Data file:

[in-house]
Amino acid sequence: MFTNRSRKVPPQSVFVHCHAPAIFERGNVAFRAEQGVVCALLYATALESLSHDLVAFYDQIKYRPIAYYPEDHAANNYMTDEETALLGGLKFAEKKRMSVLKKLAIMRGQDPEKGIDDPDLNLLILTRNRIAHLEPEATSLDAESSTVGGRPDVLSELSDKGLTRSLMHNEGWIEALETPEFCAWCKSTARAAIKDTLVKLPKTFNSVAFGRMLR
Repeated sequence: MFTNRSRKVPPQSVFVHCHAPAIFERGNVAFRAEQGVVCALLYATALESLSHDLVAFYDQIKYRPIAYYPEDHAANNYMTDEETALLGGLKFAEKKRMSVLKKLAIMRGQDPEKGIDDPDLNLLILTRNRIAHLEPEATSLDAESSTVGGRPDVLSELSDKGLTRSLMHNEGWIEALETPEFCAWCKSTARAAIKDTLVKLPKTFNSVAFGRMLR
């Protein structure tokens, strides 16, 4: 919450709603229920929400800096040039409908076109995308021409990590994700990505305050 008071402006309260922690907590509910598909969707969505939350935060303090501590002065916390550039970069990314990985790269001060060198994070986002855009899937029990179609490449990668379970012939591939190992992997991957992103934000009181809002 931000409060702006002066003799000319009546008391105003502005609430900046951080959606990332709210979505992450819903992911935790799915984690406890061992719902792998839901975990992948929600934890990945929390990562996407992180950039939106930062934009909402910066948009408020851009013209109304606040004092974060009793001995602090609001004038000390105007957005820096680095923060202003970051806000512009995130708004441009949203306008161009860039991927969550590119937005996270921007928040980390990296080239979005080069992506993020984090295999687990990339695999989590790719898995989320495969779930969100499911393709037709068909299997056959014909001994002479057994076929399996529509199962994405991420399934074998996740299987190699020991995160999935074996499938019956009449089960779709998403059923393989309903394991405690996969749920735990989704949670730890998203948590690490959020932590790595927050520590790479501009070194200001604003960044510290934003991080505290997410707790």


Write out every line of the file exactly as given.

[in-house]
Amino acid sequence: MFTNRSRKVPPQSVFVHCHAPAIFERGNVAFRAEQGVVCALLYATALESLSHDLVAFYDQIKYRPIAYYPEDHAANNYMTDEETALLGGLKFAEKKRMSVLKKLAIMRGQDPEKGIDDPDLNLLILTRNRIAHLEPEATSLDAESSTVGGRPDVLSELSDKGLTRSLMHNEGWIEALETPEFCAWCKSTARAAIKDTLVKLPKTFNSVAFGRMLR
Repeated sequence: MFTNRSRKVPPQSVFVHCHAPAIFERGNVAFRAEQGVVCALLYATALESLSHDLVAFYDQIKYRPIAYYPEDHAANNYMTDEETALLGGLKFAEKKRMSVLKKLAIMRGQDPEKGIDDPDLNLLILTRNRIAHLEPEATSLDAESSTVGGRPDVLSELSDKGLTRSLMHNEGWIEALETPEFCAWCKSTARAAIKDTLVKLPKTFNSVAFGRMLR
């Protein structure tokens, strides 16, 4: 919450709603229920929400800096040039409908076109995308021409990590994700990505305050 008071402006309260922690907590509910598909969707969505939350935060303090501590002065916390550039970069990314990985790269001060060198994070986002855009899937029990179609490449990668379970012939591939190992992997991957992103934000009181809002 931000409060702006002066003799000319009546008391105003502005609430900046951080959606990332709210979505992450819903992911935790799915984690406890061992719902792998839901975990992948929600934890990945929390990562996407992180950039939106930062934009909402910066948009408020851009013209109304606040004092974060009793001995602090609001004038000390105007957005820096680095923060202003970051806000512009995130708004441009949203306008161009860039991927969550590119937005996270921007928040980390990296080239979005080069992506993020984090295999687990990339695999989590790719898995989320495969779930969100499911393709037709068909299997056959014909001994002479057994076929399996529509199962994405991420399934074998996740299987190699020991995160999935074996499938019956009449089960779709998403059923393989309903394991405690996969749920735990989704949670730890998203948590690490959020932590790595927050520590790479501009070194200001604003960044510290934003991080505290997410707790």